Posted by: gathondu | 2004/11/11

interviewing techniques to find out possible psychos

After watching The Apprentice, it struck me how little cv's actually reveal about the suitability of an applicant for a particular job. take Sam, he's a complete psycho, the last person I'd want working for me. and yet his CV must have looked pretty good for him to be considered a potential president for one of Mr Trump's companies. I'm sure they interviewed lots of people before they arrived at the final group of people who would feature in the show. And still his 'insanity' escaped detection. He's probably an interviewer's dream, has done his homework so knows how and when to suck up, good academic record and he wants to please. Is there any way you'd find out about such a person's psycho tendencies before you make the unfortunate mistake of hiring him.

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Interesting points, gathondu. Maybe part of the puzzle in programmes like this, is that they deliberately choose some loopy and irritating candidates so as to stir up some drama during the shows --- if they were all just brilliant and perfectly behaved, it might be less interesting ! Funny thing, too, Mark Burnett who produces the show, says they interviewed 50,000 applicants. Trump says 250,000 which would be impossible to manage.
Sam sounds fishy to me, and I suspect he got booted from his last real job or two ( the info they provide us with isn't clear about why many of these guys actually left the jobs they were in and had the time to take part --- though watch my space, as I've got a load of extra material on all of them, to be added to my atricles on The Apprentice soon ). I get a feeling that the Newsletter company Sam says he runs, was set up with Mom and Dad's money, because nobody else would hire little Sammy !
As you say, those sort of guys can interview brilliantly, IF you ask only the routine questions, for which they've prepared marvellous answers. I find it helps to (a) ask unusual, even outrageous questions, and see what they can do with them, and (b) look for areas in the CV where they seem to be evasive or cloudy, or where something they say in the interview doesn't match what they said in the CV.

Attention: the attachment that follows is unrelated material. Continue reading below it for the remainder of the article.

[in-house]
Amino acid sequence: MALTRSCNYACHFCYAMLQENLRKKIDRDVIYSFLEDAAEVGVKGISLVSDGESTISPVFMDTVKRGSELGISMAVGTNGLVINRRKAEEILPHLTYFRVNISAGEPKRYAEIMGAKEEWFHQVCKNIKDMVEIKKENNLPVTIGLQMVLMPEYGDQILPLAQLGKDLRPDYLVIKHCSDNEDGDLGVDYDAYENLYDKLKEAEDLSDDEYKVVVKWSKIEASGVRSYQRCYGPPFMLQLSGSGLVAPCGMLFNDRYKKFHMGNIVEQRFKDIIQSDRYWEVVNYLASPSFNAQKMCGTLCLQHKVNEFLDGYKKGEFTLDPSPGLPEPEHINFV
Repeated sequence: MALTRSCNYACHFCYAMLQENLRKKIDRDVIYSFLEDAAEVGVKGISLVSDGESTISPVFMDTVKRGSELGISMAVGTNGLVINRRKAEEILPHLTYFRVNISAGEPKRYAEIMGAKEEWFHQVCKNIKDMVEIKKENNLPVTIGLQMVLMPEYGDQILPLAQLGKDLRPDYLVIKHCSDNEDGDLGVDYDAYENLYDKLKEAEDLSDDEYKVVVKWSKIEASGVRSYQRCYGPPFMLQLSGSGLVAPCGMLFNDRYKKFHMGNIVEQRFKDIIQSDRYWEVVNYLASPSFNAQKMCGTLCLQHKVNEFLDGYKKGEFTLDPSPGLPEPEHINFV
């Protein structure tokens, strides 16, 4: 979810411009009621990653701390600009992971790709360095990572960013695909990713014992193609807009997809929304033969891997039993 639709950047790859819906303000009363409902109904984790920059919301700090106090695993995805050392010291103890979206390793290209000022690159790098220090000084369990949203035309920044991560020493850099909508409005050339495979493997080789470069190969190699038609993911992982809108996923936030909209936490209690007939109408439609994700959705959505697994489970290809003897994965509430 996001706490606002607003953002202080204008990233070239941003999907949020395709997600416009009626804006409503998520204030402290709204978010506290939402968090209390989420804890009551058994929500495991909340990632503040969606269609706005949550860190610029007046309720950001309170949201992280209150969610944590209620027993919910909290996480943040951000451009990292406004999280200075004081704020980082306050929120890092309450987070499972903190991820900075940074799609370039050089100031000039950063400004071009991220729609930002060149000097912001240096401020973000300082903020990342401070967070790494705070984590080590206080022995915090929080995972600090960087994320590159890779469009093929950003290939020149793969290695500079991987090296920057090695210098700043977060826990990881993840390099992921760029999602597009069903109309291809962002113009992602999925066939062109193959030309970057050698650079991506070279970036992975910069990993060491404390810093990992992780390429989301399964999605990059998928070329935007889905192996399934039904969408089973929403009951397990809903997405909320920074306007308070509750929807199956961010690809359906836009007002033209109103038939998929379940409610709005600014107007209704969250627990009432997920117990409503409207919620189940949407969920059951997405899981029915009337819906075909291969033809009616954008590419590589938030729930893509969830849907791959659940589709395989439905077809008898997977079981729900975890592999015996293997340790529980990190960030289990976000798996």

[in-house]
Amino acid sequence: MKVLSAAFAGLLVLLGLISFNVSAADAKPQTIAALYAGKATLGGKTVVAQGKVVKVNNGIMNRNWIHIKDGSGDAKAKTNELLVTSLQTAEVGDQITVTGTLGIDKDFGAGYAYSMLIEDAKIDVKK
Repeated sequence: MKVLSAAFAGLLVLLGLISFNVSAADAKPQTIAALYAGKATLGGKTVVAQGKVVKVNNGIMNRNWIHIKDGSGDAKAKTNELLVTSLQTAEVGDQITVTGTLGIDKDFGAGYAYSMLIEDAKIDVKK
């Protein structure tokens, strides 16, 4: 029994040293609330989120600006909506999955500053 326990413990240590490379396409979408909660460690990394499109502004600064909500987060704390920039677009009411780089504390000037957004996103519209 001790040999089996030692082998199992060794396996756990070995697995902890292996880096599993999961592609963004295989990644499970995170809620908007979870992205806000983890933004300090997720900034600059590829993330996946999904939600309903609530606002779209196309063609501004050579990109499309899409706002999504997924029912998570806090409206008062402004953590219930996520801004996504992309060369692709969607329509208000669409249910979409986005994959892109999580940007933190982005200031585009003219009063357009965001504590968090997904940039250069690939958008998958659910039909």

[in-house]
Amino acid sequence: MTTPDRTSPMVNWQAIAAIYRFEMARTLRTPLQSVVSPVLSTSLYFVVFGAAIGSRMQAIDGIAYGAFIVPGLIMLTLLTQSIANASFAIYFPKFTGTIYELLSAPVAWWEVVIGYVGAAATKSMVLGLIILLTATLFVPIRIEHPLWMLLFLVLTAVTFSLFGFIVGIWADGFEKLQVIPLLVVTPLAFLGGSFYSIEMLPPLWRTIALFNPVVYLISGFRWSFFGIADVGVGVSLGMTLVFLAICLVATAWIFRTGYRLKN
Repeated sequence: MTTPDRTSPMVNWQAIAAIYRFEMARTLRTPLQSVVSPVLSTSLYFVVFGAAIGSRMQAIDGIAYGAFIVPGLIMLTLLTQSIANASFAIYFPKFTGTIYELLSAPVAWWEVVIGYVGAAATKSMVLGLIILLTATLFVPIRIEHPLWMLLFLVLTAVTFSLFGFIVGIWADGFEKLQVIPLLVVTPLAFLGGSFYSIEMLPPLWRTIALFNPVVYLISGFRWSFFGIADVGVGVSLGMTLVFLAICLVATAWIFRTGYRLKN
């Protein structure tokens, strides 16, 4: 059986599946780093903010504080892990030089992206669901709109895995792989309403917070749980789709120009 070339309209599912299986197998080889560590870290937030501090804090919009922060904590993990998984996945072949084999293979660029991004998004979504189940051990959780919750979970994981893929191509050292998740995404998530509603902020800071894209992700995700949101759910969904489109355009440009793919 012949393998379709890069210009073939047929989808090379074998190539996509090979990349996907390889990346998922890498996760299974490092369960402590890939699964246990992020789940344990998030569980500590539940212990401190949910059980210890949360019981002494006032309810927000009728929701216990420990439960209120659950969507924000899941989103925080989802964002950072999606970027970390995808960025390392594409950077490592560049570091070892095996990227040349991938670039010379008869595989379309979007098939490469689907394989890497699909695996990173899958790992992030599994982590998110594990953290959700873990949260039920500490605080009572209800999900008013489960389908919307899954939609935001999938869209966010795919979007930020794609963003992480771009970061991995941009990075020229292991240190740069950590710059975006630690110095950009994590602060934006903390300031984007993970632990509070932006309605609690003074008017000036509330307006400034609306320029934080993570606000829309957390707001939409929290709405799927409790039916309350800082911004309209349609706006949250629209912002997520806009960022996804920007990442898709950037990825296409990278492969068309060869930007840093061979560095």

If you're really sneaky, sometimes it can be very productive to watch and listen to them in the waiting room, even if you sit among them as if you're the last candidate on the interview list. You can learn a lot !
Sometimes if you ask the right question, they answer directly and without thinking. I never forget when I worked in Canada, I was interviewing candidates for medical School, and they were fascinating people who'd done all sorts of things before this. One said he'd been working for a construction company, doing testing on the materials they used, like cement, to check that these met safety standards.
Thinking I'd check his ethical ideas, I said :" Just an imaginary question, but what would you have done if they had asked you to fake the results --- to misrepresent substandard and dangerous material as actually safe and OK ?"
Cheerfully, he said; "Right ! Actually, that's exactly what they DID do !" "And what did you do ? " "Exactly what they asked --- I gave them what they wanted, and got a great bonus that year !". And he didn't seem bothered about it.
I had only one last question : "And was your compnay involved in any way in the construction of this building we're sitting in ?" Fortunately, the answer to that one was "No". Oh, and I refused to have him admitted to medical school.

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Our users say:
Posted by: Mona | 2004/11/12

Ahhh, now you've made me blush! Thanx!

Reply to Mona
Posted by: Oi | 2004/11/11

Whoa, Mona.
Great advice!!
What a stunner, I'm sure LOTS of people can use this gem of wisdom. I'm impressed.

Reply to Oi
Posted by: Kernel | 2004/11/11

Yes - most big companies make use of psychometric tests. You would be amazed to see what they can find out about your character and profile from interpreting the results and how accurate it is.

Reply to Kernel
Posted by: Mona | 2004/11/11

Sounds just like my ex husband!!!!

When interviewing:
Ask reasons for leaving previsous positions. Beware of reasons that doesnt make sense, or "sour grapes" reasons. Check references.
Take note of the date a person was employed, and gaps in between that are unaccounted for.
Ask questions like "Can you give me an example of a situation / confrontation you had with client / collegue, how did you react? What was the outcome?"
"Can you give me an example of when you lost your temper, how did you react? What was the outcome?"

Suppose it will help a bit.....

Reply to Mona

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